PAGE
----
In January 1978, a relatively unknown Swindon band released the single ‘Statue of Liberty in advance of their debut album – ‘White Music’. I was just into my second term at West Sussex College of Art & Design in Worthing, UK and the Virgin signed XTC were being played to death in every studio on the campus.
Owing more to quintessential English psychedelia than the raw nihilistic three-chord assault of their punk peers, XTC’s art-pop sound combined with the very obvious song-writing talent of Andy Partridge endeared itself to fine art, ceramics and fashion students alike.
Later in 1978 XTC released the more sonically adventurous second album ‘Go 2’ which was heavily influenced by the likes of Brian Eno to mould quirky art-pop with equally quirky electronica.
The band build success on success with the dawn of the 1980’s releasing the massively successful ‘Drums and Wires’ album in 1979 and a spate of chart-busting hit singles including ‘Making plans for Nigel’, Senses working overtime’ and ‘When you’re near me I have difficulty’.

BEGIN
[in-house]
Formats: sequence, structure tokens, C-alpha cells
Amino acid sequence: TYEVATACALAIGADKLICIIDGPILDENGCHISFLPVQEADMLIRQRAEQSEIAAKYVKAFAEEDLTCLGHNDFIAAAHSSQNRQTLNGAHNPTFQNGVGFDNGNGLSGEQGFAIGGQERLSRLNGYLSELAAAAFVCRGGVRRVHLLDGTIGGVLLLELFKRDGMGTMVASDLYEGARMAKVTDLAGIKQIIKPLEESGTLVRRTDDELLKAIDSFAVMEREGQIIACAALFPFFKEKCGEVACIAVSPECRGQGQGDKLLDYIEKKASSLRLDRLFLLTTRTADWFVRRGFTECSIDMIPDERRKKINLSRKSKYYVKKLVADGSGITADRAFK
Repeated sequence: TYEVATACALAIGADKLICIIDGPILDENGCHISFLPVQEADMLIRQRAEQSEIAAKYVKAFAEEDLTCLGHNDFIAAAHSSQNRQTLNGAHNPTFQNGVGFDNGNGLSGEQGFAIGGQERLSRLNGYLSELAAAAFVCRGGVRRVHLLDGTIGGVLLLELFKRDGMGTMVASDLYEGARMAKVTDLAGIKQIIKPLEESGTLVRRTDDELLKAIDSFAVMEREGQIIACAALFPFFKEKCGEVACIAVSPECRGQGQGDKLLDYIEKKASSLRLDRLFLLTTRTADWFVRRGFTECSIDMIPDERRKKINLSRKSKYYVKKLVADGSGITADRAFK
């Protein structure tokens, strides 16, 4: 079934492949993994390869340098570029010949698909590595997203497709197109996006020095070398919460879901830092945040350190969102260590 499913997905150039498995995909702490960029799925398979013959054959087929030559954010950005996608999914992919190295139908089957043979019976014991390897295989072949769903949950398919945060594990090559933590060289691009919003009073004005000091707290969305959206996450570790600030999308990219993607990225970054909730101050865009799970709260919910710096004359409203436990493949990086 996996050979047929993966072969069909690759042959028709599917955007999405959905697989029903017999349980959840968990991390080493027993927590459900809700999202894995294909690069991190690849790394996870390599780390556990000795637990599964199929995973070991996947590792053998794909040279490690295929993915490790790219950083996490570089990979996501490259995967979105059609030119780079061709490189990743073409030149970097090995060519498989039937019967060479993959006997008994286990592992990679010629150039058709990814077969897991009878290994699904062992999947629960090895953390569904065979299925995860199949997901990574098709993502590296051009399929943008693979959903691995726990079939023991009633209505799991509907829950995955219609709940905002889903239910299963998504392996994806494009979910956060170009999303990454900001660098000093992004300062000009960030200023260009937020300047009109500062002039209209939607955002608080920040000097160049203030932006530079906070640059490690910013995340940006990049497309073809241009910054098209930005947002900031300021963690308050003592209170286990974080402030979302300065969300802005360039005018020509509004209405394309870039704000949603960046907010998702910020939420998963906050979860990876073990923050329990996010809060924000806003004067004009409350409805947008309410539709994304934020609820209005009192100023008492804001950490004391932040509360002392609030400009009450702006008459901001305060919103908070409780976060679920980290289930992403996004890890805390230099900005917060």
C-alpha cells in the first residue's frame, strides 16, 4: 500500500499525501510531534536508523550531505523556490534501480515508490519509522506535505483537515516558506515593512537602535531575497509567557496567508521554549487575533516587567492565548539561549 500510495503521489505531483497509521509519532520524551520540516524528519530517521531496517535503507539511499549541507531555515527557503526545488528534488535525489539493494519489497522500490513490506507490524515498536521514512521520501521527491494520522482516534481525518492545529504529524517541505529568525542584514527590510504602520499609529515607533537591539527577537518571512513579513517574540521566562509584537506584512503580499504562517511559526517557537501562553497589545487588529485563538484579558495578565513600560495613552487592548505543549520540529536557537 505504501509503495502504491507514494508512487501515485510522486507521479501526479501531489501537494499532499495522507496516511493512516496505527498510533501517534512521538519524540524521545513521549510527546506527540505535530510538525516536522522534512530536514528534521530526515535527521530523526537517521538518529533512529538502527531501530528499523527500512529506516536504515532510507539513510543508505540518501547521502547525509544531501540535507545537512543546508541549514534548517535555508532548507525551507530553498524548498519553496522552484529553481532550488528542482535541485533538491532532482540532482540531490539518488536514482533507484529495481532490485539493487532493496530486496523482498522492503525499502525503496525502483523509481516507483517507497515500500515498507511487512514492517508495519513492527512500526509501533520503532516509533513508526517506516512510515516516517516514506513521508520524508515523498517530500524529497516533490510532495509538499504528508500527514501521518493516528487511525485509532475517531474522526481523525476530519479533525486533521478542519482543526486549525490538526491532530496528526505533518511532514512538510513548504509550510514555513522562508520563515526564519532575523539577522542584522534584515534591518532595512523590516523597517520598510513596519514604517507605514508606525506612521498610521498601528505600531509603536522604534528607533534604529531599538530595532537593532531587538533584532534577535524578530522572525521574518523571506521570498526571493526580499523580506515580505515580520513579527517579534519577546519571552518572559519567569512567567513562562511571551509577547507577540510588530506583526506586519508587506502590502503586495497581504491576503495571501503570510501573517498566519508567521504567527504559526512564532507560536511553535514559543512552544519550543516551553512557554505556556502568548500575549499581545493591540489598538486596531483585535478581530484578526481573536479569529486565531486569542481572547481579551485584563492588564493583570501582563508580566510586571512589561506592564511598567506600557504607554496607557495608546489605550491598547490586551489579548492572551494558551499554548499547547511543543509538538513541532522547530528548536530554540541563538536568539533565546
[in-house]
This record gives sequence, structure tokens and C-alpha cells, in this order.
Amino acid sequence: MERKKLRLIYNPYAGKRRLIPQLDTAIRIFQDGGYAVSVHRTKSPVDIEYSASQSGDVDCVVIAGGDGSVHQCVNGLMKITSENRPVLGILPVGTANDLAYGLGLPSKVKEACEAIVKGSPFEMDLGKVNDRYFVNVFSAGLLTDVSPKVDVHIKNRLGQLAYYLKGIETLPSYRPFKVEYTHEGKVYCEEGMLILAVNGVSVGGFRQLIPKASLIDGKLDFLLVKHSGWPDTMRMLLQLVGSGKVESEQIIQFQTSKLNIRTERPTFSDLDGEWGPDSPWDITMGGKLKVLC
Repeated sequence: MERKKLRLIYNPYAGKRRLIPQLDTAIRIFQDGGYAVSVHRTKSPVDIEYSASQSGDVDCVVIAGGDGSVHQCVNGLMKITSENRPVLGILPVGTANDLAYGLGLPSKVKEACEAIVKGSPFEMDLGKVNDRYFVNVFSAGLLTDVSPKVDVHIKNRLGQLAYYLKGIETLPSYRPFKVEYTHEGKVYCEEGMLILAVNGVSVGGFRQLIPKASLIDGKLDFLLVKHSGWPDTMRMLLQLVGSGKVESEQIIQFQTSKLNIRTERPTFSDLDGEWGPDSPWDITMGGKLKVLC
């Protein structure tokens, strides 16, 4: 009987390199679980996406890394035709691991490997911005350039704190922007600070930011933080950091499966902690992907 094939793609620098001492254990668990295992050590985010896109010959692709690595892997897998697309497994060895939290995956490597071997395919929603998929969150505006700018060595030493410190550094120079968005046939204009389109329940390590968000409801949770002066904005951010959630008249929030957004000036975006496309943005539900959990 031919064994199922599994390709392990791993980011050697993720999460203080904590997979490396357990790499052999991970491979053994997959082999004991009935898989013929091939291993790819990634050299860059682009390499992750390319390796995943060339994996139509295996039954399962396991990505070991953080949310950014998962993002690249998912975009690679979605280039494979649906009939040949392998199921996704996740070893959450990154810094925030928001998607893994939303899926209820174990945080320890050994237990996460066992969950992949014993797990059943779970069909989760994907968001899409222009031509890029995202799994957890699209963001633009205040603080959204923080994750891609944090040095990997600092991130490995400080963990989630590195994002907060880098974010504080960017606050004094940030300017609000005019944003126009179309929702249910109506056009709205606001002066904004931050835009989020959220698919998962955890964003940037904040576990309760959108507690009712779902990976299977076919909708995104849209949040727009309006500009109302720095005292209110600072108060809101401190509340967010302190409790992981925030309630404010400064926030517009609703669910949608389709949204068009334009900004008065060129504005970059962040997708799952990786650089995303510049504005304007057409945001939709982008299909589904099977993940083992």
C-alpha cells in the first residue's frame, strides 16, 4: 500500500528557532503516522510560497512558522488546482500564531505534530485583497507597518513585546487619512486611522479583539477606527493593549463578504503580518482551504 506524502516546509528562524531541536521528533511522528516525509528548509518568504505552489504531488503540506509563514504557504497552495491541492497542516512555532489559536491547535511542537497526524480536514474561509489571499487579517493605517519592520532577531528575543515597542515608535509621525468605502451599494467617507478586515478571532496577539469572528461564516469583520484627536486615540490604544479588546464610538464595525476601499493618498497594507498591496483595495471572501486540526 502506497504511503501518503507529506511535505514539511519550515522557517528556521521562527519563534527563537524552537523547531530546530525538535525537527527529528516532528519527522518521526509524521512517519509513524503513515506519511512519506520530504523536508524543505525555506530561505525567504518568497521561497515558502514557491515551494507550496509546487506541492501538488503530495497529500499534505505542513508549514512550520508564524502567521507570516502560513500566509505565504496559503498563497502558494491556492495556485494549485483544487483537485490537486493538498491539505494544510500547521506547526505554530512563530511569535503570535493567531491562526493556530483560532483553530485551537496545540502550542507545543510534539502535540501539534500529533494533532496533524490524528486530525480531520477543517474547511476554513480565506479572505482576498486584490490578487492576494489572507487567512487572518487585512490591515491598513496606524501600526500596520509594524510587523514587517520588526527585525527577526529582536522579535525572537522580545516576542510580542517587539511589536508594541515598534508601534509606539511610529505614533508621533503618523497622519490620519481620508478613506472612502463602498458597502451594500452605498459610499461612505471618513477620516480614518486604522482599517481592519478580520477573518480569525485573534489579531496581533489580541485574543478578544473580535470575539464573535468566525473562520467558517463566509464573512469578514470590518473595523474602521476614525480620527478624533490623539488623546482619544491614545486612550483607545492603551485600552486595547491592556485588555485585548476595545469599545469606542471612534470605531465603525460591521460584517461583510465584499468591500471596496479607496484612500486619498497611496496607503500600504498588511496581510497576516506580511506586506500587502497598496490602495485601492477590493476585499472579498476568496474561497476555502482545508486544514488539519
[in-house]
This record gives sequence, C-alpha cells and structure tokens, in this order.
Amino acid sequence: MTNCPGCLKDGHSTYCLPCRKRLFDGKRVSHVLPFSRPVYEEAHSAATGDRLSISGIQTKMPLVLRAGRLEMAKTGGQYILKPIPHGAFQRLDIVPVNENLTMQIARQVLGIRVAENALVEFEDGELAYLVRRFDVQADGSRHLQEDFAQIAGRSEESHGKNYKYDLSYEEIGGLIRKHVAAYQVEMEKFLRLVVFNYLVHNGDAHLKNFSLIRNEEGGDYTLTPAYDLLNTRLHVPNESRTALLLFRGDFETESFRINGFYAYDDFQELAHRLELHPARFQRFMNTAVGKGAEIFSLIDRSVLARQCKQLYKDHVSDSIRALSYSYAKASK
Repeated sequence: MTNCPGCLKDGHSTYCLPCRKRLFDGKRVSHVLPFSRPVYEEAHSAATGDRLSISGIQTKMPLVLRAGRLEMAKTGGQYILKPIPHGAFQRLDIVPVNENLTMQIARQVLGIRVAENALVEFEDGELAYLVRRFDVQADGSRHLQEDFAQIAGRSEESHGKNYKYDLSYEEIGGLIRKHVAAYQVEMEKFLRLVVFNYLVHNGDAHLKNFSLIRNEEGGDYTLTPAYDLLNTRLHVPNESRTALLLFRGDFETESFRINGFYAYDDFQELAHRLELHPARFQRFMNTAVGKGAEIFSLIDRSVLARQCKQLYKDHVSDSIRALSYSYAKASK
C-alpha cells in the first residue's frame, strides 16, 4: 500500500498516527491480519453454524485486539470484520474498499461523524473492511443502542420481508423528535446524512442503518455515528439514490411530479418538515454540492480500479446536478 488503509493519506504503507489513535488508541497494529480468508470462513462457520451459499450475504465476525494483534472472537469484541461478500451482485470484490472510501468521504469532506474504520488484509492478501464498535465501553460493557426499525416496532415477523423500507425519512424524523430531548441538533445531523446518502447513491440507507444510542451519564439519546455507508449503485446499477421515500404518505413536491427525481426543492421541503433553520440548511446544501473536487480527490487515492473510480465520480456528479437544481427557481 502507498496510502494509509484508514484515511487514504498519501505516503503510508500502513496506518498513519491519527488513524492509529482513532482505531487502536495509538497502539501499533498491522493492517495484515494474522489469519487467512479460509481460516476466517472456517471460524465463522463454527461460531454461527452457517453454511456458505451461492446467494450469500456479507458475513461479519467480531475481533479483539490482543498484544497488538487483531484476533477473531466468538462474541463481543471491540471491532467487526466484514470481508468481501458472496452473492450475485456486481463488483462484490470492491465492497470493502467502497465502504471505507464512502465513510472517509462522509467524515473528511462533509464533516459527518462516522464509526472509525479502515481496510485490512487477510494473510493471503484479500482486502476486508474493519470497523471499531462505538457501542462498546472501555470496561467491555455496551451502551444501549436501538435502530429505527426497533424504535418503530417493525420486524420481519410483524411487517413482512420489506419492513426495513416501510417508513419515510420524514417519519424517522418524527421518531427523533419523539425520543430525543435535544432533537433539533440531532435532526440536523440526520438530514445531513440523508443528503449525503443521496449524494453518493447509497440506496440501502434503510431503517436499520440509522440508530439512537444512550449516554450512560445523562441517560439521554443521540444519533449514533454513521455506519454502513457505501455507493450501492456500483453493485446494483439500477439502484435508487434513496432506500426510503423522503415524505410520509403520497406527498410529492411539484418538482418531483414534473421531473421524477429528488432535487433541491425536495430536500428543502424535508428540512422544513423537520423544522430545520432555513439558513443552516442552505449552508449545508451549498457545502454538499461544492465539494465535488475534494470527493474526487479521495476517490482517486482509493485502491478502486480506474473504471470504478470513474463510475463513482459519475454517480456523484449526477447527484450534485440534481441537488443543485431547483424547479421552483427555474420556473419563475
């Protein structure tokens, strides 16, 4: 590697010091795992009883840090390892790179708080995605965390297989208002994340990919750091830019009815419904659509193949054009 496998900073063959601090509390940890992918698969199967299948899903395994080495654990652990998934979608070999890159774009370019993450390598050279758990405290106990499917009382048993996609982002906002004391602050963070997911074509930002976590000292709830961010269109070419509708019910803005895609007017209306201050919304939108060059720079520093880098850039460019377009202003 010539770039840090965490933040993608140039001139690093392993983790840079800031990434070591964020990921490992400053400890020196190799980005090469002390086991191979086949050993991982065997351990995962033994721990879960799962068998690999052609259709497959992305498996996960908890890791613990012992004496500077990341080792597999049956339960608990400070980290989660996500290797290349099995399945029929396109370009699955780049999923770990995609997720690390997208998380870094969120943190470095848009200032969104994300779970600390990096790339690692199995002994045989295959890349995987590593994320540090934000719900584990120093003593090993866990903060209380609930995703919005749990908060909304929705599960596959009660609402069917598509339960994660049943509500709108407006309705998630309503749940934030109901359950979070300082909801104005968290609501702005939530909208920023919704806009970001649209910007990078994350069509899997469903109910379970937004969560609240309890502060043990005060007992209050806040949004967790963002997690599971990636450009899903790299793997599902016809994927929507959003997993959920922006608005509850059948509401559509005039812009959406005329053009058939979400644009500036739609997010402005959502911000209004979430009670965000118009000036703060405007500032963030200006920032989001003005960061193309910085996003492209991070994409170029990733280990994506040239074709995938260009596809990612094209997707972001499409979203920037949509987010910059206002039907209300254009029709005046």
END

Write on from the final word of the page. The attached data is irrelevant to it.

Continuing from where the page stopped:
But, whereas the ’80s brought the good time, the ’90’s initially brought obscurity as fashion changed and the band left Virgin to start their own independent label ‘Idea Records’. However, the Virgin split had a silver lining as an audit revealed that a considerable backlog of royalties had been withheld from the band. An out of court settlement allowed the building of two new studios but despite remaining together through to at least 2005 and releasing a lot of back-catalogue material, XTC never regained the glory days.